As part of our first GPU Technology Conference in Israel, we’ve launched a competition to find the best young companies in AI in a country known as “startup nation.” Ten finalists will compete in the Inception Awards Israel event at GTC, taking place in Tel Aviv on Oct. 18.
To be eligible, startups must be based in Israel, use AI, have been founded within the last two years and have raised no more than $5 million in funding.
Applications for the Inception Awards Israel close on Sept. 16.
Finalists will be selected based on a range of criteria, including their innovative application of AI, commercial potential and social impact. The five companies will present in front of an audience of venture capitalists, press, industry analysts and business decision makers for the chance to be named Israel’s Best AI Startup.
The awards judging panel will comprise:
Mor Barak, general manager of The Junction, F2 Capital
Eli David, co-founder and CTO, Deep Instinct
Eyal Niv, managing general partner, Pitango
Jeff Herbst, vice president of business development, NVIDIA
Deep Learning, Big Impact
Boasting over 3,000 startups in a country of just 9 million people, Israel has earned its reputation as the “startup nation.” Young Israeli companies have already made their mark on NVIDIA’s Inception program, our virtual incubator for nurturing AI startups.
In May, at our inaugural Inception awards in Silicon Valley, Tel Aviv-based Deep Instinct walked away with the top prize of Most Disruptive Startup. The company went on to raise $32 million in Series B funding.
By bringing the Inception awards to Israel, our goal is to shine a spotlight on the next generation of rising AI stars.
Some will quaff the crisp Kölsch. Others will sample the savory pork knuckle. But all of the 350,000 gamers crowding into Cologne this week for the world’s largest gamer gathering will feast on the latest that gaming has to offer.
With PC gaming thriving like never before, we couldn’t wait for Gamescom 2017 to begin — so we didn’t.
At a pre-show event this weekend, attendees heard from the developers of Destiny 2, PlayerUnknown’s Battlegrounds, Shadow of War and FINAL FANTASY XV WINDOWS EDITION — announced with a stunning 4K trailer revealing the game will launch early next year and be packed with NVIDIA GameWorks technology.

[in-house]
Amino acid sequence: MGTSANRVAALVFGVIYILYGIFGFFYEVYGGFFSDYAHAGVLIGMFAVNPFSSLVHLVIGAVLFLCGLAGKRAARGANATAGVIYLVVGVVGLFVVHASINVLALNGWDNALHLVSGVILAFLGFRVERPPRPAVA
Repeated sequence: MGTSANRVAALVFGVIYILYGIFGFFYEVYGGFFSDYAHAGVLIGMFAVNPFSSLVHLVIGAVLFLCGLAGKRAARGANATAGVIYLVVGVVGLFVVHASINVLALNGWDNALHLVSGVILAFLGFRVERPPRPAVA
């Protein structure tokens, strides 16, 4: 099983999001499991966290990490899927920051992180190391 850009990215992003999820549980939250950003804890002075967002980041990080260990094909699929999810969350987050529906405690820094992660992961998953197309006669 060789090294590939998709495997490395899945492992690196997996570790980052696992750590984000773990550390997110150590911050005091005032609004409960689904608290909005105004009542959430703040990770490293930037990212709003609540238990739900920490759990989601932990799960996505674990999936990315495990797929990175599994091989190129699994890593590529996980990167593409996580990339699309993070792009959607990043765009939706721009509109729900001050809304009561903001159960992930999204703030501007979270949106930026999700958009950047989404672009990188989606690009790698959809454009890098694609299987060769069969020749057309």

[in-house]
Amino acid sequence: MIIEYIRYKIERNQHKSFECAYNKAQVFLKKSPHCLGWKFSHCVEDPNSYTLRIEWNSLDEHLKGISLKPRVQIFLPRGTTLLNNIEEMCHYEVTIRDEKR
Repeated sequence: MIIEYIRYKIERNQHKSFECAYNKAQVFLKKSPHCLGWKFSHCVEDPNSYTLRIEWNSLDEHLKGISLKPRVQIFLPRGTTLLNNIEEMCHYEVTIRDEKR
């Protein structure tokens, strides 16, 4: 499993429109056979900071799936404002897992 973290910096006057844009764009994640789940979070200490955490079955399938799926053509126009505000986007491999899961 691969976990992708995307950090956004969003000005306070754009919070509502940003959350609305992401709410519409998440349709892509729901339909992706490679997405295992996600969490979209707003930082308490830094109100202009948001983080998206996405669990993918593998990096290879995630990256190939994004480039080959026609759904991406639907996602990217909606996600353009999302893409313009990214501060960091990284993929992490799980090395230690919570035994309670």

Gamers at the event got hands-on with all these titles, as well as Pro Evolution Soccer 2018, Forza Motorsport 7, Need For Speed Payback, Lawbreakers, Project Cars 2 and more.
PlayerUnknown’s Battlegrounds has caused a worldwide sensation since its release in March on Steam’s early access platform. It’s made history as one of only three titles to break 600,000 concurrent players on Steam.
With every update now eagerly anticipated, Gamescom was the perfect event at which to announce that NVIDIA ShadowPlay Highlights is now in the multiplayer online battle royale — automatically capturing video and screenshots of your greatest achievements.
FINAL FANTASY XV
You only need to hear a snippet of Final Fantasy’s signature title screen music to know you’re in for another epic journey. And with over 135 million units sold worldwide, a lot of fans share this feeling. Now PC gamers can join the adventure with FINAL FANTASY XV.
With full support for GeForce Experience, and the combination of Square Enix’s cutting-edge Luminous Engine and NVIDIA GameWorks, this is the definitive version of the game. With native support for 4K and 8K resolutions, as well as HDR10, the world of Eos will look stunning. And with NVIDIA Ansel support, sharing your adventures is easy.
New Games, New Feature for Ansel
You’ll also be able to flex your creative muscles with support for Ansel, our in-game photo capture tool, in Monolith’s Middle-Earth: Shadow of War and Konami’s Pro Evolution Soccer 2018. Whether you’re capturing a glimpse of Shelob or framing your 40-yard screamer at the Nou Camp for posterity, we can’t wait to see your screenshots.
And Ansel will keep on getting better with the introduction of AI Style Transfer. Once you’ve framed the perfect shot, just use this new feature to pick a painting from your favorite artist. GeForce AI then transforms your snapshot into a masterpiece in the unique style of the artist you’ve selected.
Get Ready for Destiny 2 with GeForce
Let’s not forget one of the most eagerly awaited titles of the year: Destiny 2. Bungie’s seminal shooter is having its PC beta next week (starting August 28 for those with Early Access). We’ve also announced that HDR and SLI support is coming, together with the latest Destiny 2 bundle. Buyers of select GeForce GTX 1080 Ti and 1080 GPUs, systems and laptops will get the game at PC launch.